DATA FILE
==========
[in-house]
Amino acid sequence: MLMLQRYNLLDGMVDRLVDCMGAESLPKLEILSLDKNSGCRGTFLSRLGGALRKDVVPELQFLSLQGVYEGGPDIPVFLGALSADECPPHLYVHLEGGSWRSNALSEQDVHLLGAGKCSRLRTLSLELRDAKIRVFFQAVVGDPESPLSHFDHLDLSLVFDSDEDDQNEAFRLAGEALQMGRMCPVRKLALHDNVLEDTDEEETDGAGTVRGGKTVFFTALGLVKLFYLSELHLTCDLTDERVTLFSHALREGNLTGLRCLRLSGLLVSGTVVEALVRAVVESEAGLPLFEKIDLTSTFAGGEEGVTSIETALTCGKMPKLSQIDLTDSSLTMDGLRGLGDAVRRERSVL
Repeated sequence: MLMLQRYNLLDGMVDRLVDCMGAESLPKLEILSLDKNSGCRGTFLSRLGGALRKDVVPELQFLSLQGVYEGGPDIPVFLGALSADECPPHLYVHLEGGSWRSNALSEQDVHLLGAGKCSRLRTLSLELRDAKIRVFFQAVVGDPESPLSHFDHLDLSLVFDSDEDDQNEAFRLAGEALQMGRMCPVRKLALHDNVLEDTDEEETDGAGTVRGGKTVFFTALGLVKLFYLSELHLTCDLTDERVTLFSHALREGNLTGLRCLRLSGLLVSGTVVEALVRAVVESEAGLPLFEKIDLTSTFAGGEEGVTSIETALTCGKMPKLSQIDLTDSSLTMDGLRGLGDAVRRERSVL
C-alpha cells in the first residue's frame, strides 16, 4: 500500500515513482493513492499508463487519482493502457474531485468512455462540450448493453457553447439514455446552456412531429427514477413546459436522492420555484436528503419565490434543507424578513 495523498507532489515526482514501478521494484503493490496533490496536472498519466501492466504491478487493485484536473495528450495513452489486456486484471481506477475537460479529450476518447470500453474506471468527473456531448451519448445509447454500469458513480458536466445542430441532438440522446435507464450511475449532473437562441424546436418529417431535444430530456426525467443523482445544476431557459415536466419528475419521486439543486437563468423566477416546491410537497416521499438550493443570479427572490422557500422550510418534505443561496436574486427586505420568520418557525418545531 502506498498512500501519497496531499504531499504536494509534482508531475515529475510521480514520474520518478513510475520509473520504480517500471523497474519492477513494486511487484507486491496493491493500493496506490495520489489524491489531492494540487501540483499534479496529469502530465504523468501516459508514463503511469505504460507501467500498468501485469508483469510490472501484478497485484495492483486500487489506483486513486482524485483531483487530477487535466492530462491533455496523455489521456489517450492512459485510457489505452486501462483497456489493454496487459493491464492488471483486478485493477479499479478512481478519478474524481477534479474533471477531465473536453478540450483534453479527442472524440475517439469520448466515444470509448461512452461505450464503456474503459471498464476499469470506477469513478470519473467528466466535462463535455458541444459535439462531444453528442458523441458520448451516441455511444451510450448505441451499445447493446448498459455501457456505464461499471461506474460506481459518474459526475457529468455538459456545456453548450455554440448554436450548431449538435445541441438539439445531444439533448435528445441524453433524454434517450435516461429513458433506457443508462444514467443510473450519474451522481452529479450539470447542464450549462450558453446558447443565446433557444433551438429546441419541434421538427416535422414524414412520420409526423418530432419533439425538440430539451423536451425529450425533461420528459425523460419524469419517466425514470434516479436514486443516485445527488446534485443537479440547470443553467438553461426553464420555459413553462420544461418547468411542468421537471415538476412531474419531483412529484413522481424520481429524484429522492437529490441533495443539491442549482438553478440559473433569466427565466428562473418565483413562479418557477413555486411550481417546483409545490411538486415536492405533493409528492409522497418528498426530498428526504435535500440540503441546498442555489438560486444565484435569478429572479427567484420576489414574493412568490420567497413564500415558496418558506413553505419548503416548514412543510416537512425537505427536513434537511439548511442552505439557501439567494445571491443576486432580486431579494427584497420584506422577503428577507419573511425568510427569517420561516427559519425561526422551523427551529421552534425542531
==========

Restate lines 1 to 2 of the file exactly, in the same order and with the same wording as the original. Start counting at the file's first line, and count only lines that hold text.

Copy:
[in-house]
Amino acid sequence: MLMLQRYNLLDGMVDRLVDCMGAESLPKLEILSLDKNSGCRGTFLSRLGGALRKDVVPELQFLSLQGVYEGGPDIPVFLGALSADECPPHLYVHLEGGSWRSNALSEQDVHLLGAGKCSRLRTLSLELRDAKIRVFFQAVVGDPESPLSHFDHLDLSLVFDSDEDDQNEAFRLAGEALQMGRMCPVRKLALHDNVLEDTDEEETDGAGTVRGGKTVFFTALGLVKLFYLSELHLTCDLTDERVTLFSHALREGNLTGLRCLRLSGLLVSGTVVEALVRAVVESEAGLPLFEKIDLTSTFAGGEEGVTSIETALTCGKMPKLSQIDLTDSSLTMDGLRGLGDAVRRERSVL